She may also use a termite mount. Savannah monitors are stoutly built, with relatively short limbs and toes, and skulls and dentition adapted to feed on hard-shelled prey. [11] The species is hunted for its leather and meat and for the international pet trade. [10], V. exanthematicus is listed as least concern by IUCN.

Savannahs are strong and known for being escape artists. It belongs to the subgenus Polydaedalus, along with the Nile, the ornate and other monitors. The length of these monitors can reach a maximum 3.5-5 ft. The base of the color of the body ranges from light yellow to grey. They also have powerful jaws and blunt peg-like teeth that help them crush their prey. Signs of a healthy monitor include smooth, even skin; no traces of mites (small, reddish-brown spots around the face); clear, bright eyes; rounded, full body; and a strong, even, smooth jawline. Savannah monitors are large pet lizards that are one of the more docile species of the monitor group.

While similar in overall appearance, this species possesses significant morphological and ecological differences and is recognized as a very distinct species. Savannahs are popular pets in the United States but don't always thrive in captivity. These lizards are prone to parasitic infections, symptoms of which include sluggishness, lack of appetite, and vomiting.

Yet there are some native palaces where this species doesn’t have the venom. The range of these monitors extends throughout sub-Saharan Africa from Senegal east to Sudan and south almost to the Congo River and Rift Valley. [3] French botanist and zoologist Louis Augustin Guillaume Bosc[4] originally described this lizard as Lacerta exanthematica in reference to the large oval scales on the back of its neck.[2]. They are robust creatures, with powerful limbs for digging, powerful jaws and blunt, peglike teeth. Savannah monitors spend most of their time basking in the sun, burrowing in the soil, and eating a variety of small prey food such as rodents, smaller lizards, and insects. Savannah Monitor Climate Control Tips. Savannah monitors are large pet lizards that are one of the more docile species of the monitor group. Most owners have their adult setup ready when they bring home a baby. Monitor their weight to prevent excess weight gain. Like many reptiles, savannah monitors are also susceptible to respiratory infections.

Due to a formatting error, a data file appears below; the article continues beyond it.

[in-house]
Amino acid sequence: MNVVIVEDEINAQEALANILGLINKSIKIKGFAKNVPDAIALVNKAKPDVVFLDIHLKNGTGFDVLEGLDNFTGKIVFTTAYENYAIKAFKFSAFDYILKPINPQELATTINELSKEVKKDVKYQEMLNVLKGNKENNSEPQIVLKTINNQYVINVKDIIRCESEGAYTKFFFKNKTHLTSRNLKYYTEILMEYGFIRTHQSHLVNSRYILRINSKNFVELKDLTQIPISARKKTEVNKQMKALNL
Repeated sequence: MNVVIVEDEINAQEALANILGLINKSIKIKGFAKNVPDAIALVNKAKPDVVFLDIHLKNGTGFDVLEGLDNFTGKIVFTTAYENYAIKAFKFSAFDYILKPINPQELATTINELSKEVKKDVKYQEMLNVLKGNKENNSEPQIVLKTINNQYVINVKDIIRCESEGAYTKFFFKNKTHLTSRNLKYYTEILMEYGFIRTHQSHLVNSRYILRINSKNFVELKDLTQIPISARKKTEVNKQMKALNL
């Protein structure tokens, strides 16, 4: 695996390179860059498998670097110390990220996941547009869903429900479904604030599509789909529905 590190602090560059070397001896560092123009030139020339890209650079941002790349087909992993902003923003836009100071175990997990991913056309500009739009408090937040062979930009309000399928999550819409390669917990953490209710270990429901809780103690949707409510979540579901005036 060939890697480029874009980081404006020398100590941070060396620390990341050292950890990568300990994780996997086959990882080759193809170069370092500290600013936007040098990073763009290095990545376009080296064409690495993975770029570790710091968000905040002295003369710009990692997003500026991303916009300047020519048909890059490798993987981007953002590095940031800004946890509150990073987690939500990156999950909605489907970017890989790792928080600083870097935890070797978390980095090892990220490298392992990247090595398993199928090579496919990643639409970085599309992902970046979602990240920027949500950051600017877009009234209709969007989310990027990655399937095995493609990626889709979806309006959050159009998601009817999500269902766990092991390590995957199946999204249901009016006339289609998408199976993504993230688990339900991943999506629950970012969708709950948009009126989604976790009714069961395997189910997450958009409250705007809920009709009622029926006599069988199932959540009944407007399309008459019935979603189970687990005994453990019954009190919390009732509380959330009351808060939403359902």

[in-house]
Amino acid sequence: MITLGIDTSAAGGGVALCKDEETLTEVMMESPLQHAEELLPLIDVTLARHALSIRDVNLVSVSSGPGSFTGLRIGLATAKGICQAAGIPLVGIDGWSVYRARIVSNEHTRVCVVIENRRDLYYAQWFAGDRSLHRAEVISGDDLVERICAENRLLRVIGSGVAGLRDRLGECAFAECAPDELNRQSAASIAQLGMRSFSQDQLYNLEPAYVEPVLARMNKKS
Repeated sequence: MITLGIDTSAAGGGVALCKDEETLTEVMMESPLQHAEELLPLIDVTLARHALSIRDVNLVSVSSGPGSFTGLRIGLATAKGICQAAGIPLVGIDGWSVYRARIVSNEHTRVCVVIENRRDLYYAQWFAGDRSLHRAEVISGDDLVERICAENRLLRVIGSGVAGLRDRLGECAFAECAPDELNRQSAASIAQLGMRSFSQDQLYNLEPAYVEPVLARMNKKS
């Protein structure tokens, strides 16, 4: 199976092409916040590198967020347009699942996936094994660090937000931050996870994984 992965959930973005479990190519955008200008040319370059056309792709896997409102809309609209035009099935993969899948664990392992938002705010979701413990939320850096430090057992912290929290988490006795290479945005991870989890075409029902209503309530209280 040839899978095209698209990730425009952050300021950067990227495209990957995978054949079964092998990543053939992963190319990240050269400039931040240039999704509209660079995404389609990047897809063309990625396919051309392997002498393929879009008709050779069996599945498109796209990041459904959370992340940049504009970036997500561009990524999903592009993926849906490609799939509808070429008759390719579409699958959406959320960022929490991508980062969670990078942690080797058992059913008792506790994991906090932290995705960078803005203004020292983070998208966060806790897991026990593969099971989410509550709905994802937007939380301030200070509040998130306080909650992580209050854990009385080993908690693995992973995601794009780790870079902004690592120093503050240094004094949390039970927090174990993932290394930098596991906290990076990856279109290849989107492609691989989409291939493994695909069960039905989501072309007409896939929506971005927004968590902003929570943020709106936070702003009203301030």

These lizards are incredibly robust. This species is very similar in general morphology to the black throated monitor and the white throated monitor. The Savannah Monitor is one of the smallest and most popular species among the monitor genus. This lizard hails from the savannah or grasslands of sub-Saharan Africa. The Spruce Pets uses cookies to provide you with a great user experience.

The weight of these lizards ranges between 11-13 lbs. Four weeks later the female lays between 20-50 eggs in the nest she builds from scratch.

Regular handling from an early age makes it a tame, docile creature. Make sure the cage is entirely enclosed and has a secure lock. These monitors are robust, hardy lizards which have relatively simple care requirements.

Male follows a female n a relentless manner, often scratching her or biting her neck. The savannah monitor (Varanus exanthematicus) is a medium-sized species of monitor lizard native to Africa. The species is known as Bosc's monitor in Europe, since French scientist Louis Bosc first described the species. Savannah Monitor Background Key Takeaways: Hailing from Africa’s savannas and grasslands, the savannah monitor is a stocky, ground dwelling lizard that, when properly cared for, can live up to 15 years in captivity. However the vast majority (estimated 90%) die within a year of capture and captive breeding is very rare.

Monitors can be destructive, so only provide rocks and hides; decorations aren't necessary. There are light yellow marks on the head and circular dark-edged yellow spots o the back arranged in the rows. Both of these conditions are potentially life-threatening and common in savannah lizards kept in captivity. Provide a gradient in the substrate of almost 100 percent humidity and try to keep it above 60 percent in the coolest part of the cage.